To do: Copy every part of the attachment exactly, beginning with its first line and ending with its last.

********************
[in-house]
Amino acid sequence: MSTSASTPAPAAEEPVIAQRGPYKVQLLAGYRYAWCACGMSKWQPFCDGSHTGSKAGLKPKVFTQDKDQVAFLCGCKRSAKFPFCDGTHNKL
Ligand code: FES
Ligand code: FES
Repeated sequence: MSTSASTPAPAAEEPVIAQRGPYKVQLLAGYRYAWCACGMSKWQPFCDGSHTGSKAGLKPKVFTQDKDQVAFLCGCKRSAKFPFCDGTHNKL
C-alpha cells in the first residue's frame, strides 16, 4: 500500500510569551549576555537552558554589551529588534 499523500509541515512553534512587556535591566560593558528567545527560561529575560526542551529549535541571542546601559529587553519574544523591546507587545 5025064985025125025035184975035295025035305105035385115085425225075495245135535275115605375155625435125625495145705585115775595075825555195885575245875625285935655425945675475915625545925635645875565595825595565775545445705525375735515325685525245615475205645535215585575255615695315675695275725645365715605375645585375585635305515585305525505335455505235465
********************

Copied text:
[in-house]
Amino acid sequence: MSTSASTPAPAAEEPVIAQRGPYKVQLLAGYRYAWCACGMSKWQPFCDGSHTGSKAGLKPKVFTQDKDQVAFLCGCKRSAKFPFCDGTHNKL
Ligand code: FES
Ligand code: FES
Repeated sequence: MSTSASTPAPAAEEPVIAQRGPYKVQLLAGYRYAWCACGMSKWQPFCDGSHTGSKAGLKPKVFTQDKDQVAFLCGCKRSAKFPFCDGTHNKL
C-alpha cells in the first residue's frame, strides 16, 4: 500500500510569551549576555537552558554589551529588534 499523500509541515512553534512587556535591566560593558528567545527560561529575560526542551529549535541571542546601559529587553519574544523591546507587545 5025064985025125025035184975035295025035305105035385115085425225075495245135535275115605375155625435125625495145705585115775595075825555195885575245875625285935655425945675475915625545925635645875565595825595565775545445705525375735515325685525245615475205645535215585575255615695315675695275725645365715605375645585375585635305515585305525505335455505235465